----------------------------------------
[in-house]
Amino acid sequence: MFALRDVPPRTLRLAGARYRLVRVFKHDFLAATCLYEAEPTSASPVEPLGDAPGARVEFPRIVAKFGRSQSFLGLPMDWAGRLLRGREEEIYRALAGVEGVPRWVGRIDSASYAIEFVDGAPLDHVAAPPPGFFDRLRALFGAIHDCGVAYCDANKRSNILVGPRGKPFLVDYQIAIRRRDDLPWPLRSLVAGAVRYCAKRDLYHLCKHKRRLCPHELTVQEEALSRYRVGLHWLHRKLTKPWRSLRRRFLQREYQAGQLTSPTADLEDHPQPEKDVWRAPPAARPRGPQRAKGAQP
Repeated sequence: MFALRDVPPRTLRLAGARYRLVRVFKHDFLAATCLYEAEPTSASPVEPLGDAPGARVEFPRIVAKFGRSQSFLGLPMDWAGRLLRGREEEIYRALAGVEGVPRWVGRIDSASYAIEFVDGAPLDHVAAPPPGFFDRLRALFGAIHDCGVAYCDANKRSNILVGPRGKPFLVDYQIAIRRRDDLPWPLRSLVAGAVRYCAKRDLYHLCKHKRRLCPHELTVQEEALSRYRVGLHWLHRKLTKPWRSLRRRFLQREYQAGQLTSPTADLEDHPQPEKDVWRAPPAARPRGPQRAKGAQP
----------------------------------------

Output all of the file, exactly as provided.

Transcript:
[in-house]
Amino acid sequence: MFALRDVPPRTLRLAGARYRLVRVFKHDFLAATCLYEAEPTSASPVEPLGDAPGARVEFPRIVAKFGRSQSFLGLPMDWAGRLLRGREEEIYRALAGVEGVPRWVGRIDSASYAIEFVDGAPLDHVAAPPPGFFDRLRALFGAIHDCGVAYCDANKRSNILVGPRGKPFLVDYQIAIRRRDDLPWPLRSLVAGAVRYCAKRDLYHLCKHKRRLCPHELTVQEEALSRYRVGLHWLHRKLTKPWRSLRRRFLQREYQAGQLTSPTADLEDHPQPEKDVWRAPPAARPRGPQRAKGAQP
Repeated sequence: MFALRDVPPRTLRLAGARYRLVRVFKHDFLAATCLYEAEPTSASPVEPLGDAPGARVEFPRIVAKFGRSQSFLGLPMDWAGRLLRGREEEIYRALAGVEGVPRWVGRIDSASYAIEFVDGAPLDHVAAPPPGFFDRLRALFGAIHDCGVAYCDANKRSNILVGPRGKPFLVDYQIAIRRRDDLPWPLRSLVAGAVRYCAKRDLYHLCKHKRRLCPHELTVQEEALSRYRVGLHWLHRKLTKPWRSLRRRFLQREYQAGQLTSPTADLEDHPQPEKDVWRAPPAARPRGPQRAKGAQP